“Victoria’s got a big gas problem, bigger than the other states, because gas is a big part of our space and water heating. It’s going to require a concerted effort by the government to get people to switch out of gas into electricity,” he told RenewEconomy.

“There are fairly large capital outlays that need to be made, and unless the government orchestrates a transition it’s going to happen very slowly. It’s going to require policy action.”

Banning gas connections to new homes could easily be achieved, but requires a government willing to get tough on the issue, Mountain says.

The recent state budget ended the Home Heating and Cooling Upgrades program that helped renters and low-income households to switch from gas to efficient electric heaters, but retains programs to incentivise electric water heaters and efficient gas and electric heating.



EnergyInsider a joint publication of Energy Networks Australia (ENA) and Australian Energy Council (AEC) reports in its 15 June 2023 of the need to consider safeguarding solar traffic.

The article states, “Until recently, the management of solar PV exports into the grid was a bit like allowing drivers on the road without teaching them the road rules. This can work for a while, but once traffic gets busy, following rules becomes critical to avoid snarls and crashes. This keeps traffic – in this case electrons – moving and people safe. It’s time that we got a rulebook for solar PV in Australia – and one distribution network is leading the charge.

If we imagine the grid as a road network and the electricity that travels through it as tiny cars on a highway, it can start to make a bit of sense to people who are unfamiliar with the complexities of electrical engineering.

A lack of rules isn’t a huge problem when there aren’t that many cars on the road, but once traffic grows, the need for signals, marked lanes and road rules becomes critical to safety.

As electricity networks, we’re finding that many of our “roads” (poles and wires) are getting congested as customers increasingly become power generators through their solar PV. To manage this, we either need to build a lot more poles and wires (which is expensive for customers and not efficient), or we must regulate and manage the “traffic”.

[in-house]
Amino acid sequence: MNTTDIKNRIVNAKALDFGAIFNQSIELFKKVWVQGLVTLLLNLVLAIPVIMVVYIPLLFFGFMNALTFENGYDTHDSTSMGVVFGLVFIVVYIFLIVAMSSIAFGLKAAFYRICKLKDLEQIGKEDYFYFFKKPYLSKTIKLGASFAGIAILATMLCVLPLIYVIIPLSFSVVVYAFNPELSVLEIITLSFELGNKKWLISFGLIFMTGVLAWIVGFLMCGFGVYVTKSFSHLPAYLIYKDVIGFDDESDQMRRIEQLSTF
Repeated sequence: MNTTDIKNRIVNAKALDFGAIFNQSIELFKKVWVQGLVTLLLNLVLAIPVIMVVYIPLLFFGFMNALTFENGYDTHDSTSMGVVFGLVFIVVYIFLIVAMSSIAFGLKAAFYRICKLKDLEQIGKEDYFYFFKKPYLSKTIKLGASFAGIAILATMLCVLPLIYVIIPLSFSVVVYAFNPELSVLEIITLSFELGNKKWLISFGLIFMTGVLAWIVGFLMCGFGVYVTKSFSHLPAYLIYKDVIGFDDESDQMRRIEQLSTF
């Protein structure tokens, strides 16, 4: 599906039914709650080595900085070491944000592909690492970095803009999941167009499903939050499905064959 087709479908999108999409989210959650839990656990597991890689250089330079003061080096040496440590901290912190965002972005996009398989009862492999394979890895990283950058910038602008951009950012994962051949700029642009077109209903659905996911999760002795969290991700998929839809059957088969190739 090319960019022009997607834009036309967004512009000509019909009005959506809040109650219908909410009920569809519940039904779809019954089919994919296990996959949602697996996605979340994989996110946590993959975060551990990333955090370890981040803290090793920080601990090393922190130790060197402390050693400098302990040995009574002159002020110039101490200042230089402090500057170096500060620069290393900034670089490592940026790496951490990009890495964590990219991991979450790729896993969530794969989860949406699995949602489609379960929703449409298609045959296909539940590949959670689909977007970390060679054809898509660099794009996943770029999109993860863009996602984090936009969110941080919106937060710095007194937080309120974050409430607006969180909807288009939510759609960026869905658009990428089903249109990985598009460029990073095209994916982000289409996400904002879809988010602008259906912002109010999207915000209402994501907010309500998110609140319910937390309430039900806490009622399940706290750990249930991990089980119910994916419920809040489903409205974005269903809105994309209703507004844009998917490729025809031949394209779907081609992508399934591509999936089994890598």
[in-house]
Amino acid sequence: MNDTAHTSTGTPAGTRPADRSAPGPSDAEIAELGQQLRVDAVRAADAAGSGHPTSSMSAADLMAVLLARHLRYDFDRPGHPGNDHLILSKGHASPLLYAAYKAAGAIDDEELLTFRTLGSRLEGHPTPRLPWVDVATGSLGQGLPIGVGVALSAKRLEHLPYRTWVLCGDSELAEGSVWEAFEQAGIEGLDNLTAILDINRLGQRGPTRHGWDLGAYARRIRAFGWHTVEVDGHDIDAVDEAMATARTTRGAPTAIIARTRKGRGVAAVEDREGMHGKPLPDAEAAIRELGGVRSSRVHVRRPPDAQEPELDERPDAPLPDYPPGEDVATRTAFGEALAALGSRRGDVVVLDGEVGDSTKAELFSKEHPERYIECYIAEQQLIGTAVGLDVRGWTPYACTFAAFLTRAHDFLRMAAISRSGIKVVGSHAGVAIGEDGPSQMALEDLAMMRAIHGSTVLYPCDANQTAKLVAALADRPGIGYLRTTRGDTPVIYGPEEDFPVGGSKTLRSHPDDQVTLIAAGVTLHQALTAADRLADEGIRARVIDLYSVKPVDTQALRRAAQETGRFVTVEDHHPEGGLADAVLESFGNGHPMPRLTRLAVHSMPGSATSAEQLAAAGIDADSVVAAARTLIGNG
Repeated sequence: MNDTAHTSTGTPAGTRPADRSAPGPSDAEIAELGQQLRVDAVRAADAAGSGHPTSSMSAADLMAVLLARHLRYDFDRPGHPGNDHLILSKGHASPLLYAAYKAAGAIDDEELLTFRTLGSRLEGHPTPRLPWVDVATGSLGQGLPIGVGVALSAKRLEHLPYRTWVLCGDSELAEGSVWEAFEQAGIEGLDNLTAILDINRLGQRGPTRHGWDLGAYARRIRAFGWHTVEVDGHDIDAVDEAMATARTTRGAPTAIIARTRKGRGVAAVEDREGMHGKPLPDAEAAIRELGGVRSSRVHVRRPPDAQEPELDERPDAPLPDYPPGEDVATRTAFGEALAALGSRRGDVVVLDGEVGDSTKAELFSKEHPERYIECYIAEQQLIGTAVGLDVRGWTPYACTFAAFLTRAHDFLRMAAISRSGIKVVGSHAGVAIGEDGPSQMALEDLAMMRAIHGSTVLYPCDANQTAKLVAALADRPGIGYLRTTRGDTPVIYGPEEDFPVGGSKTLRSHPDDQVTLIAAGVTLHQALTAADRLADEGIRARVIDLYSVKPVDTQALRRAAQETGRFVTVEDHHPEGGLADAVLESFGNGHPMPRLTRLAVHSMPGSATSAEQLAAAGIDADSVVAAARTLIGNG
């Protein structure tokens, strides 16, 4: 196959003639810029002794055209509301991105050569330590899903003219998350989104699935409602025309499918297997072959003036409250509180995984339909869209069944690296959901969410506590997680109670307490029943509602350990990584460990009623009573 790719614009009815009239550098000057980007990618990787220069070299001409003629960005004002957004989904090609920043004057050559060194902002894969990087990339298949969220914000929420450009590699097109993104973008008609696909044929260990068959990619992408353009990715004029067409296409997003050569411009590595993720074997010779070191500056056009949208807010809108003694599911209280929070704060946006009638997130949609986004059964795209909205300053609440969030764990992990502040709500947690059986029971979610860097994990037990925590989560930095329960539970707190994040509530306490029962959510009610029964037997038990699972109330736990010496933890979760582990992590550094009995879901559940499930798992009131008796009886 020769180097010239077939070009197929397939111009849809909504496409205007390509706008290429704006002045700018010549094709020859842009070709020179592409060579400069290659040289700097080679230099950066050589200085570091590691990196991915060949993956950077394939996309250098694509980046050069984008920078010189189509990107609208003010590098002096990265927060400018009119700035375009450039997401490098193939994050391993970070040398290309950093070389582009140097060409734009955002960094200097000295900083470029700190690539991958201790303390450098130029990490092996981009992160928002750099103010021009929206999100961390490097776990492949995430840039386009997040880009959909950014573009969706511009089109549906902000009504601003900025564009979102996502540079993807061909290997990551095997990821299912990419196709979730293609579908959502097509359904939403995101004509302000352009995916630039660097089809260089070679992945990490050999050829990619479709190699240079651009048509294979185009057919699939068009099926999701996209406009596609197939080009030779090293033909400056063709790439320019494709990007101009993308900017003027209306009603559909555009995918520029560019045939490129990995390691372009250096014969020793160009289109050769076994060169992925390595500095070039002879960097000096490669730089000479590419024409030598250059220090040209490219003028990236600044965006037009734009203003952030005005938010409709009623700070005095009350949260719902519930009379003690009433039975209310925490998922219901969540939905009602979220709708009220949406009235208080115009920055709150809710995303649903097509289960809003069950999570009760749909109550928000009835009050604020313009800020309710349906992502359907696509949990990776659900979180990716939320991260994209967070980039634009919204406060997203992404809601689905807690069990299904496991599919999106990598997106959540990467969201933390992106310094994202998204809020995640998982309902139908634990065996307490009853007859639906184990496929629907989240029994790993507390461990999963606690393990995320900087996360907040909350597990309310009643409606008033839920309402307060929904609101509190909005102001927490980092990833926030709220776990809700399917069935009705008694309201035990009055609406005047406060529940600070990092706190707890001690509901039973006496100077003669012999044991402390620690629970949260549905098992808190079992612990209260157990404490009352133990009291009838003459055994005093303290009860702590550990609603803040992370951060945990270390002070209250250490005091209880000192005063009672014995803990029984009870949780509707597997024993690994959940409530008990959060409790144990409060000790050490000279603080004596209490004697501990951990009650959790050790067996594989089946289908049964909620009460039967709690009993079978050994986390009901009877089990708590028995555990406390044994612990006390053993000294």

I’ve previously talked about some of these ways (through the use of technical standards for solar inverters), but once we use words like “volt/var settings” or “”anti-island” people’s eye start to glaze over. This also happens to people who work in the industry, which can make the issue easy to dismiss as someone else’s problem to solve.

What we really need is to start talking about how we build a broader social understanding, a who does what, if you will.


Up until now compliance has mostly been applied to make sure our customers and the people who work in energy are safe.

This is why you see many of the technical standards and most of the technical regulatory bodies that exist look at things through a lens of safety. Is it safe? Yes or no.

However, as the transition picks up pace, the industry must face the fact that the management of our energy system isn’t just the problem for utilities and market bodies. It involves everyone in a system increasingly dominated by distributed energy resources through our connection to the shared network. We all need to contribute a little bit to make the whole things work. As they say, many hands make light work.

Back in 2020 I wrote an article about “back-stop”, the process by which solar export is curtailed to help keep the lights on. Yes, it was unpopular to some at the time it was introduced, but it has more than proven its worth, helping keep the SA grid stable through multiple storm events.  I think time has told us that the early fears around its use are unfounded.


But what if we could have our cake and eat it too?  What if we could make it easy for people to do the right thing (whatever that means for each of us) and enjoy the benefits? Once again, our friends in South Australia might have some notes we can copy.

In collaboration with the SA Department of Energy and Mining (DEM), SA Power Networks (SAPN) has addressed the challenge of compliance head-on in a way that clarifies roles, makes it simple for installers and maximises the benefits to customers.  It sounds almost too good to be true, but this is the culmination of almost a decade of effort to make sure  SA continues to enjoy safe, efficient, renewable and reliable power now and into the future.


For more, contact Dor Son Tan, Energy Networks Australia